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Warming oceans may reduce blue whale reproduction

Blue whales, the largest living creatures on Earth, nearly went extinct due to whaling practices of the 20th century. They remain listed as endangered under the IUCN Red List of Threatened Species. Due to their low population numbers, scientists are finding more ways to protect blue whales.

In 2018, researchers from Oregon State University, including Dawn Barlow and Leigh Torres, discovered that a population of pygmy blue whales (B. m. brevicauda) in South Taranaki Bight, New Zealand  is genetically distinct from other Blue Whale populations.

To be classified as a resident species and gain more protection, the experts needed to show that this unique whale population was breeding in the area. 

The researchers placed five underwater microphones, or hydrophones, on the ocean floor. They were able to collect near-continuous data between 2016 and 2018.

“Unlike many other baleen whales, this population stays in this region year-round,” explained Barlow. “That means we can monitor what they are doing from one location. Listening is an effective way to do that.”

“Although no one has actually documented blue whales mating – it is hard to observe that directly – the increase in song during the expected time of mating is a strong indication of breeding in New Zealand waters,” said Torres. “Our study adds more evidence that these are resident New Zealand blue whales.”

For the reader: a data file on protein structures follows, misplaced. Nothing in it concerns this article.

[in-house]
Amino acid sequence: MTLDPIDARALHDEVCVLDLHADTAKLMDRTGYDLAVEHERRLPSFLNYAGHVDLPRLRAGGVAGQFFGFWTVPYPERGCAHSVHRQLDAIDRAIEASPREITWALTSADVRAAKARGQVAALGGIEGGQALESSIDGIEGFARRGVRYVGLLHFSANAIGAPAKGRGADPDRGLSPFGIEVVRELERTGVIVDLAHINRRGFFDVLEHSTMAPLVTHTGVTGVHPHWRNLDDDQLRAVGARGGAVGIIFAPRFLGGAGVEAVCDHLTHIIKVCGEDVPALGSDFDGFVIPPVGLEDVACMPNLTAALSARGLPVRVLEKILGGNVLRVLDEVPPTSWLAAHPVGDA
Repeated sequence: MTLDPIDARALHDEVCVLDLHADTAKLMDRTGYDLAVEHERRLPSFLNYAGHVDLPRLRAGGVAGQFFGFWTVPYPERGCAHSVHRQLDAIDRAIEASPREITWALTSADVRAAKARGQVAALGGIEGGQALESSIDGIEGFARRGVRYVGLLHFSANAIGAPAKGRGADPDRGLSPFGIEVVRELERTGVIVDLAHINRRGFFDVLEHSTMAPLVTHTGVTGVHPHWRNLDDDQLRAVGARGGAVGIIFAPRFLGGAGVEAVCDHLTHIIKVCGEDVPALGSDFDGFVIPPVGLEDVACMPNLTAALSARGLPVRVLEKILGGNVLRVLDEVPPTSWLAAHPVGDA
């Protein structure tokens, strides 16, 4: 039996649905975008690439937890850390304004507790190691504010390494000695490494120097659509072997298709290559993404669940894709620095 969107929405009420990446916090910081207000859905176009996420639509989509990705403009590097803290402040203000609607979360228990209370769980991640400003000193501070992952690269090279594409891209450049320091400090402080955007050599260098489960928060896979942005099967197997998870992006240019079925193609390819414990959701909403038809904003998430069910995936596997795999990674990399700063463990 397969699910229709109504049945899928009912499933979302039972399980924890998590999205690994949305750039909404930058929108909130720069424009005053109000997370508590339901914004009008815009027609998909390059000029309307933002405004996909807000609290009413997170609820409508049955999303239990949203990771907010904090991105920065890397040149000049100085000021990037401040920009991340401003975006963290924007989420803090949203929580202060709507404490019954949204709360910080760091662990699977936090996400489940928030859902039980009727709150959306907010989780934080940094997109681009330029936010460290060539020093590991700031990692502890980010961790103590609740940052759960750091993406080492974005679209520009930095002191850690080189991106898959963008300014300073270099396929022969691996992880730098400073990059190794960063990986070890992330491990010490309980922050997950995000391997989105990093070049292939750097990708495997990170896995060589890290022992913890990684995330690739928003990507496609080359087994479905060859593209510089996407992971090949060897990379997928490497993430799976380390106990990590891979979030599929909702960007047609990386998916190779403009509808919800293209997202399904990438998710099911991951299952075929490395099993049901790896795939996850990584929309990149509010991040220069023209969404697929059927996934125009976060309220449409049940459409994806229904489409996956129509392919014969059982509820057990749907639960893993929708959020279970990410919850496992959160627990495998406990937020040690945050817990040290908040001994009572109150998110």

The researchers also found a link between environmental conditions and behavior. They found that the 2016 heat wave affected the whales’ feeding behavior and possibly their breeding behavior. 

“During the marine heatwave, feeding-related calls were reduced, reflecting poor foraging conditions during that period,” said Barlow. “But we also saw changes in vocalizations in the next breeding period, an indication that they put less effort into reproduction following a period of poor feeding conditions.”

The data is critical to the future protection of blue whales, considering warmer oceans may reduce their reproductive activity. 

“We have come so far in 10 years in our knowledge of these blue whales – from not knowing this population existed to now understanding their year-round use of this region for feeding, mating and nursing,” said Torres. “New Zealanders should be excited and proud that their country is home to its own unique population of blue whales. We hope our work helps Kiwis manage and protect these whales.”

The research is published in the journal Ecology and Evolution.

By Erin Moody, Staff Writer

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